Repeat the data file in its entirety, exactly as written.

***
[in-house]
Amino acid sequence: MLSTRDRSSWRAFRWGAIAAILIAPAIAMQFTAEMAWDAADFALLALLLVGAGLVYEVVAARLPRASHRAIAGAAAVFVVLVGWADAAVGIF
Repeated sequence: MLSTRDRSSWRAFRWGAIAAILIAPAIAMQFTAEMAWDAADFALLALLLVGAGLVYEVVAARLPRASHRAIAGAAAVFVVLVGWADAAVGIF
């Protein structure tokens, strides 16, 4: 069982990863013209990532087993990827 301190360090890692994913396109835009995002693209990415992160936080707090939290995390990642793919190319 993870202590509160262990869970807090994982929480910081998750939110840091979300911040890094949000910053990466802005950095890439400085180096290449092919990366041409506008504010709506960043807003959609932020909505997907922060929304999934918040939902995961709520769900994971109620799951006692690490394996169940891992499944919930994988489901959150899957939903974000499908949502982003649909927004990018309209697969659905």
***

[in-house]
Amino acid sequence: MLSTRDRSSWRAFRWGAIAAILIAPAIAMQFTAEMAWDAADFALLALLLVGAGLVYEVVAARLPRASHRAIAGAAAVFVVLVGWADAAVGIF
Repeated sequence: MLSTRDRSSWRAFRWGAIAAILIAPAIAMQFTAEMAWDAADFALLALLLVGAGLVYEVVAARLPRASHRAIAGAAAVFVVLVGWADAAVGIF
């Protein structure tokens, strides 16, 4: 069982990863013209990532087993990827 301190360090890692994913396109835009995002693209990415992160936080707090939290995390990642793919190319 993870202590509160262990869970807090994982929480910081998750939110840091979300911040890094949000910053990466802005950095890439400085180096290449092919990366041409506008504010709506960043807003959609932020909505997907922060929304999934918040939902995961709520769900994971109620799951006692690490394996169940891992499944919930994988489901959150899957939903974000499908949502982003649909927004990018309209697969659905």